While social commentators have long suggested that extreme heat can unleash the beast in man, formal study of the so-called heat hypothesis - the theory that high temperatures fuel violent behavior - is relatively new.
Using examples as disparate as road rage, ancient wars and Major League Baseball, scientists have taken early steps to quantify the potential influence of climate warming on human conflict.
Now, three researchers at the University of California-Berkeley have pulled together data from these and other studies and concluded that the incidence of war and civil unrest may increase by as much as 56 percent by 2050 because of higher temperatures and extreme rainfall patterns predicted by climate change scientists.
Likewise, episodes of interpersonal violence - murder, assault, rape, domestic abuse - could increase by as much as 16 percent, the researchers report in a study published Thursday by the journal Science.
"We find strong causal evidence linking climatic events to human conflict ... across all major regions of the world," the researchers concluded.
The study assumes a global temperature increase of at least 4 degrees Fahrenheit over the next half-century, based on data from the World Climate Research Program in Geneva. It also assumes that humanity will do little to adapt to large changes in regional climate or altered rain patterns, such as developing new heat- and drought-tolerant crops.
With those ground rules established, the team examined 60 papers across a variety of fields - including climatology, archaeology, economics, political science and psychology - and analyzed them against a common statistical framework.
Study topics ranged from the trivial to the sublime.
In one paper, researchers held up traffic at a sweltering Phoenix intersection to see whether motorists in cars without air conditioning were more likely to honk in anger than drivers in climate-controlled vehicles.
In another, psychologists looked at weather records and Major League Baseball statistics to see whether pitchers were more likely to throw at opposing batters as the mercury rose.
Still others used data from tree rings in Southeast Asia to gauge the influence of severe drought on the collapse of the Angkor kingdom, or analyzed sediment from Middle Eastern seas to determine how desertification influenced the fall of the Akkadian Empire more than 4,000 years ago.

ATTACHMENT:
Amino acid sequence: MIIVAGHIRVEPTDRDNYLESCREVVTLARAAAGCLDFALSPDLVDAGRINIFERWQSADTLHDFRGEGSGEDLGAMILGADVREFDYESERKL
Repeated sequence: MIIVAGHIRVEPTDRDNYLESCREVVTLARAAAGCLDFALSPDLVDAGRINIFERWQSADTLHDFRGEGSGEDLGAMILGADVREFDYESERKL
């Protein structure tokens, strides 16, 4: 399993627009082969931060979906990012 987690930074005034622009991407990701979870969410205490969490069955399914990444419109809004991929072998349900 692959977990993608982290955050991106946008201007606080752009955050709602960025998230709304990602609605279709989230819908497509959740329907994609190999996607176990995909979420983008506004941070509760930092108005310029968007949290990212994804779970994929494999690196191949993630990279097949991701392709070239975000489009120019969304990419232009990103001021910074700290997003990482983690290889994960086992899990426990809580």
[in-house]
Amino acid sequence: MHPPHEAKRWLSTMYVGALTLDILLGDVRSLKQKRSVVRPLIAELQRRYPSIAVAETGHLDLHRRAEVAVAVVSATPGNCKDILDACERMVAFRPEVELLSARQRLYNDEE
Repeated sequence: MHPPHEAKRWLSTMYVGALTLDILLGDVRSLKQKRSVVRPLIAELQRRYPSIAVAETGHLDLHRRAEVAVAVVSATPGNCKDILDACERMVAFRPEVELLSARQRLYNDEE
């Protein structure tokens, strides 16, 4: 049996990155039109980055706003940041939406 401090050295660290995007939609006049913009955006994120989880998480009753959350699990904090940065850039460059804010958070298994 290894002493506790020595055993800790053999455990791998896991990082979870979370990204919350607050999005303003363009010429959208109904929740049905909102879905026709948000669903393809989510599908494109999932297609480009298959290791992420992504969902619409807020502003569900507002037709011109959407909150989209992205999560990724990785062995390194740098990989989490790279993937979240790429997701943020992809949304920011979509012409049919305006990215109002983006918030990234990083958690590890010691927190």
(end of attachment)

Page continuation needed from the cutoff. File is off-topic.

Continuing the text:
No matter where in the world they looked, and no matter when, the researchers said they observed a link between temperature, precipitation and conflict. They calculated that large-scale group conflict could increase 28 percent to 56 percent over the next 37 years, while interpersonal violence could increase 8 to 16 percent.
"The result is alarming," said study co-author Marshall Burke, a UC Berkeley graduate student who specializes in how climate change affects food security. "However, if we get our act together and we mitigate future climate change ... the effects will be much smaller."
The authors say they can only speculate on the reasons why increased temperatures and changed patterns of rainfall would move humans to violence.
"The physiological mechanism linking temperature to aggression remains unknown," they wrote.
One traditional explanation is that climate shifts hit agrarian economies particularly hard. "People are more likely to take up arms when the economy deteriorates," said study leader Solomon Hsiang, who examines the policy consequences of climate change at Berkeley.
Hsiang and his colleagues make no attempt to establish a clear cause, though they say there might be a physiological link between heat and aggression. But they are not biologists; their intent, they say, is to spur further research and encourage adaptive planning in the face of global warming.
"We like to compare it to smoking," Burke said. "In the 1930s scientists were figuring out there was this really strong relationship between smoking and lung cancer, but it wasn't for many decades after that they figured out the precise mechanism that links smoking to lung cancer."